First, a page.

One of the biggest challenges that builders in the Northeast face is the high cost of construction. Part of the challenge is just finding an affordable south facing land that has a good source of water, power nearby, and friendly soils that can support a septic system and allow for a foundation without blasting and installing lots of retaining walls. We are quickly running out of reasonably priced lots that aren’t full of bedrock and wetlands, heavily wooded, and loaded with protected wildlife habitat and rare species of plants. The average length of driveways and utility trenches is around 200, ’ but they can easily hit 500’ by the time all setback requirements and environmental buffers are satisfied. This is just a short list of variables that amplifies the cost.
For example, a typical five-acre lot in the country will cost upwards of $10,000.00/acre and I’m being conservative. So, before we even get to the fun part of building a house, the budget is already strained because, in addition to the purchase price of land, the average budgets for lot improvements (tree cutting, stump removal and land clearing, excavation, backfill, driveway, water, sewer, power, landscaping) start at $50,000.00 but they can often go much higher when blasting or importation of fill and topsoil is required. Lately, some of our lot improvement costs for a single-family home have exceeded $90,000.00.
In Vermont, even the most basic of affordable new homes (26’ x 36’ Cape or Colonial with unfinished basement and no garage) with three bedrooms and two and a half baths can cost close to $300,000. Investing in High-Performance premiums that will allow a home to perform with a HERS rating of Zero (Net Zero), the cost of these homes (not including cost of land or lot improvements) will be around $330,000.
We are constantly aware of strained budgets during the design phase and are challenged to provide the highest quality of construction while trying to implement the most cost effective methods and ways to construct the house from start to finish. The first budgetary challenge that we encounter is the foundation in affordable zero energy homes.
Topic: The balance between maintaining a Cost-Effective Approach while also (maintaining superior Energy Performance.
In Foundation Detail 01.12.17, you can see how Prudent Living, Inc., installs a very cost-effective and code-compliant foundation for a house that is built on a slab. These types of houses are referred to as “Slab on Grade.” That’s “builder talk” to describe a house that has no basement.
In cold climates like the Northeast where we build, Prudent Living must make sure that its foundations are installed in such a way that any frost penetration will not adversely affect them. This means that we must prevent any frost from penetrating deeper into the ground than the depth of the foundation walls. When soils freeze underneath, they can lift a foundation. This will cause severe cracking and wreak havoc with its structural integrity.
Even though frost is best known for penetrating vertically, it can also penetrate sideways through foundation walls and exposed slab edges. While this may not pose a structural threat, it can create other serious problems such as frost buildup and condensation inside the framework of the house. This provides a rich environment in which mold can grow – the kind of mold that shows up much later with blackened sheetrock walls and studs and a lot of serious health problems.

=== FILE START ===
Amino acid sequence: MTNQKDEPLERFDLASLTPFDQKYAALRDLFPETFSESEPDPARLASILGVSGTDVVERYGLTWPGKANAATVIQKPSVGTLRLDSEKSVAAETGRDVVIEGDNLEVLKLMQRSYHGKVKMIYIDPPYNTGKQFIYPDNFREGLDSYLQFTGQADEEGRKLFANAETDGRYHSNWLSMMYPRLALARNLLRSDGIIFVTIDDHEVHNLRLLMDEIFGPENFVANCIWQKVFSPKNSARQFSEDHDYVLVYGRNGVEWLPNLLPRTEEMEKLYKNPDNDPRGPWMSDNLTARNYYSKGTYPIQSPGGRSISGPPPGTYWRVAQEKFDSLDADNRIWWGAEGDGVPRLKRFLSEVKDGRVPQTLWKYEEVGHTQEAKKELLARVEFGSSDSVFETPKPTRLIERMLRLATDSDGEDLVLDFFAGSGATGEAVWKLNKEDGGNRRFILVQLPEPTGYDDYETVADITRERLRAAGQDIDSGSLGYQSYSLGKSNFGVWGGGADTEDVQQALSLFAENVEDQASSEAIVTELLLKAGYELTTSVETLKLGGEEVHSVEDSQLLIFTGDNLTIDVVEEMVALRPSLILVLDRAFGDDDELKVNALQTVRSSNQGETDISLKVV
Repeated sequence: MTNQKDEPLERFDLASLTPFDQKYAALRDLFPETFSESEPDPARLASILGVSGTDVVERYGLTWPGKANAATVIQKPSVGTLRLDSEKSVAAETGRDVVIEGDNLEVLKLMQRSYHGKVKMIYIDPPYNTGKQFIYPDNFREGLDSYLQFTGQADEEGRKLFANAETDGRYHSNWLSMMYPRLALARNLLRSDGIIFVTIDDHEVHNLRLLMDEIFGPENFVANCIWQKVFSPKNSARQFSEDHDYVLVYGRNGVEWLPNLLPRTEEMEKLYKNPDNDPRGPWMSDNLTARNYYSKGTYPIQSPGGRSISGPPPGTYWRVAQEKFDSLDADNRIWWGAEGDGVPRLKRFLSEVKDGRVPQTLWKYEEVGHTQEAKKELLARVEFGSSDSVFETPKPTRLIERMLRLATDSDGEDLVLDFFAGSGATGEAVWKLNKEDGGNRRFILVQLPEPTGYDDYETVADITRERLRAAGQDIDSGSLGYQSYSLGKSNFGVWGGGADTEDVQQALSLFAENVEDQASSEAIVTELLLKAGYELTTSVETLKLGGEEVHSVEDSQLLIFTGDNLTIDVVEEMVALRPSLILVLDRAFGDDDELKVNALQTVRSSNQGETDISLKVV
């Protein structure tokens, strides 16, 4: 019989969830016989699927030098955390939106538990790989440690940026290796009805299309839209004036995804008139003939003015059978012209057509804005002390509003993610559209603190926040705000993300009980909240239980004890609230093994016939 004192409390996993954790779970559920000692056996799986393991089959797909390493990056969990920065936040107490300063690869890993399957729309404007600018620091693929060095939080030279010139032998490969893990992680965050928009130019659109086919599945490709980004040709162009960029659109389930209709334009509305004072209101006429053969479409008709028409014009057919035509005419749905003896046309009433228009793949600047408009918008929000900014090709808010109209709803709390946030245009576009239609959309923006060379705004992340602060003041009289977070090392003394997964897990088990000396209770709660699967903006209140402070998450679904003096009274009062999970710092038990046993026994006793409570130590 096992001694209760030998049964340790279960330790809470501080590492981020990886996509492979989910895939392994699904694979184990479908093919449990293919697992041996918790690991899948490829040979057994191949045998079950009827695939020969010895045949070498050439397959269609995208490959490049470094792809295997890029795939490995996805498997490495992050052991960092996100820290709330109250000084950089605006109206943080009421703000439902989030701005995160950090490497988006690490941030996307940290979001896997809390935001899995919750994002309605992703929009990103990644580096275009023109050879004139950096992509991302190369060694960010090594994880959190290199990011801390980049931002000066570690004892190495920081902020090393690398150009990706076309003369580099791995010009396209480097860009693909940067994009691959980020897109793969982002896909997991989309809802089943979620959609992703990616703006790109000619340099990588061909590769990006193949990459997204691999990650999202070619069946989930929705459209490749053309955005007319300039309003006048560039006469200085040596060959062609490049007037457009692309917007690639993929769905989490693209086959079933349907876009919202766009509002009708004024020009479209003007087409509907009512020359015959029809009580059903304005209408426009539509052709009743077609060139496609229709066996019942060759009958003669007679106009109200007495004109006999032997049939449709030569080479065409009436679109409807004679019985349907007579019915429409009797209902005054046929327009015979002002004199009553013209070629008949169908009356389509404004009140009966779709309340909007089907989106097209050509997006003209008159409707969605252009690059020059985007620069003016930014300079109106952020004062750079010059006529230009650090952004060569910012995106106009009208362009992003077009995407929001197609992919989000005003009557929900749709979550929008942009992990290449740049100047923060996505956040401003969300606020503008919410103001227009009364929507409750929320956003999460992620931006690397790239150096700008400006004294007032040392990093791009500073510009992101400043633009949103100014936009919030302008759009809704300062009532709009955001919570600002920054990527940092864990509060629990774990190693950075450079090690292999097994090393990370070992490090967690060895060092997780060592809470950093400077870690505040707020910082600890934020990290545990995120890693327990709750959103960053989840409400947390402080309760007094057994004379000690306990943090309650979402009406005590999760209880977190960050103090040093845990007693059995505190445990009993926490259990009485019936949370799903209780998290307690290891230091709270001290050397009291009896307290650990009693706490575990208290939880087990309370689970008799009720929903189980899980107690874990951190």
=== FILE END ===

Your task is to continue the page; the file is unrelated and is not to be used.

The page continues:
In order to prevent this from happening, we position foam insulation between the foundation wall and the interior concrete slab, keeping them from coming into contact. This procedure creates a “Thermal Break,” a term that is used to describe how we prevent concrete surfaces from “telegraphing” or “conducting” outside cold air into the house where it can interact with warm temperatures and condense. The opposite of a “Thermal Break” is a “Thermal Bridge.” Thermal bridges are bad.
Occasionally, for various reasons, we run into situations where we can’t achieve a four-foot depth of concrete for frost protection. This is when we implement the option of installing a protective layer of Styrofoam to compensate for the lack of protective fill. (see detail)
“So, what’s so practical about going with this method of installing a High Performing Foundation?” you may wonder. Well, the savings for an average 1,500 SF foundation, when comparing our method vs. installing Insulated Concrete Forms (ICFs) is about $5,000 when considering that no exterior foundation protection or coatings are needed to protect exposed concrete, plus the average premium between using ICFs vs. using standard forms is about 50 percent.
NOTE: After completing our case study for installing frost walls for a “Slab-on-Grade” house we want to acknowledge that when installing a full foundation that has a conditioned/heated basement, we believe that ICFs are the most practical and cost-effective, because Energy Codes get fussy with insulating an 8-foot concrete wall in compliance with their regulations. So, in order to comply with current energy codes, it’s just easier to use ICFs for spaces that will be heated. That’s because once ICFs are poured, they offer built-in fasteners on both inside and outside of the forms, making it very convenient to finish off the inside and protect the outside accordingly. But the reason we have focused this article on a “Slab-on-Grade” foundation is that all our houses at “Southscape” will be built on slabs. One of them is finished already. Give us a call and we’ll be happy to give you a tour.